Intended mainly as a vehicle for rehabilitating draft evaders after the Vietnam War, the Presidential Clemency Board (“PCB”) was largely an orphan of the Ford presidency. Created in the wake of the Nixon pardon as an unpopular compromise between those who opposed any sort of clemency and those who urged a general amnesty, the PCB was plagued by attacks from both the right and the left, internal dissent, and numerous administrative difficulties. Little has been written about the PCB in the four decades since it concluded its work, and those historians who have evaluated it have reached the conclusion that it was largely unsuccessful. Using recently-available records and notes of Ford’s advisors and PCB participants, this thesis will demonstrate that while the PCB did little to accomplish its stated goal of “healing the nation” and was boycotted by the draft evaders who were its primary intended beneficiaries, it was nonetheless a bureaucratic achievement of some note and an incidental success for its least important beneficiaries, common soldiers who had been cast aside by American society.
Background: Draft Evasion
Conscription was used by the United States in the Civil War and World War I. In 1940, Congress introduced America&rsquos first peacetime draft. In 1948, Congress passed a new Selective Service Act that made all men age 18-26 eligible for the draft the draft was employed every year between 1948 and 1973.
Draft order was originally determined by age the oldest men would be drafted first. This was changed in 1969, during the height of the Vietnam War, to a draft lottery that established the order by a random selection of birthdates.
According to the Selective Service System, 1.8 million men were drafted into the military between August 1964 and February 1973, though only a portion actually saw combat action in Vietnam.
Nearly 210,000 men were charged with evading the draft, while hundreds of thousands suspected dodgers were never officially charged. Many men managed to avoid service through legal means. They could receive deferments as students or conscientious objectors, enter the National Guard, Coast Guard or other military institutions that were not likely to deploy troops to Vietnam, or be excused from service due to health reasons or homosexuality.
Others used strictly illegal means, such as burning draft cards, refusing to appear for induction or forging documents. Between 30,000 and 50,000 fled the country, according to the Oxford Companion to American Military History.
As the Vietnam War became increasingly unpopular, draft evasion became more common. Writing in the Guardian in 1966, Richard Scott reported, &ldquoWhile attempts to escape the call-up or draft have been made on a small scale in all wars the extent and deviousness of the present draft-dodging is unparalleled and it is today socially acceptable as it never was in the past.&rdquo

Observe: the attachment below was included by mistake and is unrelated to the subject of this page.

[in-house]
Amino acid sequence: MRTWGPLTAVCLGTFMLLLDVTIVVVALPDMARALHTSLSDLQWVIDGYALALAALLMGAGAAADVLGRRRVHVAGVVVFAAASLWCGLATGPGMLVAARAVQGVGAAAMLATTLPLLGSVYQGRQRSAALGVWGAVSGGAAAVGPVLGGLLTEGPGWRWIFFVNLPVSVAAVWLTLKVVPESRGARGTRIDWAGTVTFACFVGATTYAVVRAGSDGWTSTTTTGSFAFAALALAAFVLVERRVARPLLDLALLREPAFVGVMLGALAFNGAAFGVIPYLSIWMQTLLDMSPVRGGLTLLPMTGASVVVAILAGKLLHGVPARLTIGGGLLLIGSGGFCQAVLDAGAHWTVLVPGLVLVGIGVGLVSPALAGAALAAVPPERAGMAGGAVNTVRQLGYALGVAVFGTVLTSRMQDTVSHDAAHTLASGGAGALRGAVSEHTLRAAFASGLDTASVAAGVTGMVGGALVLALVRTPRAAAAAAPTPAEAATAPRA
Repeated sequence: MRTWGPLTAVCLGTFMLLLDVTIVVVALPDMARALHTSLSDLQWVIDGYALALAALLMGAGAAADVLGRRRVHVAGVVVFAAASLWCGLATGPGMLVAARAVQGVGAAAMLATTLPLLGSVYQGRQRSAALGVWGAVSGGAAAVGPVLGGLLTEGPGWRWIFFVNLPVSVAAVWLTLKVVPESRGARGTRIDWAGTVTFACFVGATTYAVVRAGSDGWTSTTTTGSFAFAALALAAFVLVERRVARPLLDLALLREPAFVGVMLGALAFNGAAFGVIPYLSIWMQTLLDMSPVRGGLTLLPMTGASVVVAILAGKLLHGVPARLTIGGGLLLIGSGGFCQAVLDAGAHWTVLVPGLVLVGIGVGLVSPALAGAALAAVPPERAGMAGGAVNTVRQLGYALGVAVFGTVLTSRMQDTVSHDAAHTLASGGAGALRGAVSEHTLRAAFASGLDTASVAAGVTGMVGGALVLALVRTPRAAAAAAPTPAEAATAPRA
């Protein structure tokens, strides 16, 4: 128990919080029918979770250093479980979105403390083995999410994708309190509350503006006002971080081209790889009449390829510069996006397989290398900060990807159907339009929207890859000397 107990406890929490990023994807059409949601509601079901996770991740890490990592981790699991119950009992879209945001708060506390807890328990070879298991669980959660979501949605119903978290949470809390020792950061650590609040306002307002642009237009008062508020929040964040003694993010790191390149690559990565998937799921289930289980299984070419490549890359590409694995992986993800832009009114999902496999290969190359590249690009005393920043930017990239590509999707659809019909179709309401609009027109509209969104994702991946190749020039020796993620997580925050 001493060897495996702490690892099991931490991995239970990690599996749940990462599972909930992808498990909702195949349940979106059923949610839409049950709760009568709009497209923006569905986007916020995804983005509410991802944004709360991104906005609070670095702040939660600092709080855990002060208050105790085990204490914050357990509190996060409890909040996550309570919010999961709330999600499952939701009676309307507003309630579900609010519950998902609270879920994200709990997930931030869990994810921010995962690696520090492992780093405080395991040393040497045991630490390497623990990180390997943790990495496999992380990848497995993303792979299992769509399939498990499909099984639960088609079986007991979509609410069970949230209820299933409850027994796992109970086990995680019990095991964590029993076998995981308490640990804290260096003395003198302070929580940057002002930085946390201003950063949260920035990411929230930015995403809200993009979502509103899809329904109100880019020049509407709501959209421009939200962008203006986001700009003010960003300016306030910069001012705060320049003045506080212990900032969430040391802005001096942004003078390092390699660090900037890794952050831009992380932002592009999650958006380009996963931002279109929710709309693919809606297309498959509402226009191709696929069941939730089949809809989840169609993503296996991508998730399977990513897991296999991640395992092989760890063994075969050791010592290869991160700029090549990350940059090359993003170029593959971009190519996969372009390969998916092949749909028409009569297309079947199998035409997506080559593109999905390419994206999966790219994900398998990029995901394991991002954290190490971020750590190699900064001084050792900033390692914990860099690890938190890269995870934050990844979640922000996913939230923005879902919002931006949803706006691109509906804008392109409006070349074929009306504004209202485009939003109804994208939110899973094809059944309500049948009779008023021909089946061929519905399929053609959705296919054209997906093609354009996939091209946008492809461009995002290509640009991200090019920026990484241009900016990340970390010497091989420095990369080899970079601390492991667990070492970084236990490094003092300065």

President Nixon abolished the draft in 1973. Young men must still register with the Selective Service System in case the draft is reinstated, but it is unlikely that it will be in the foreseeable future.
Amnesty Plan Ends With Few Signed Up
WASHINGTON, March 31 —President Ford's conditional clemency program for military deserters and draft evaders during the Vietnam war ended today after a controversial six months.
Only a fraction of those eligible for relief under the program have applied for it. Of those who have completed the application process and been given the terms for clemency, a large number are not accepting the conditions. Of those who have accepted them, only one‐third are working in alternative service jobs.
As the program ended, only about 22,500 of 126,900 eligible to apply had signed up.
Former Senator Charles E. Goodell of New York, the chairman of the Presidential Clemency Board, said he considered the program “reasonably successful.” However, he said that he would have liked to have seen the program extended but that the President had said that was not possible.
Nevertheless, Mr. Goodell said that he had asked Mr. Ford to expand the board from nine to 18 members to speed the processing of applications on hand.
“I am not prepared to say the program has been a suc‐ cess,” said Vernon F. Jordan Jr. executive director of the National Urban League. Mr. Jordan is a member of the board, one of the three sections of the project.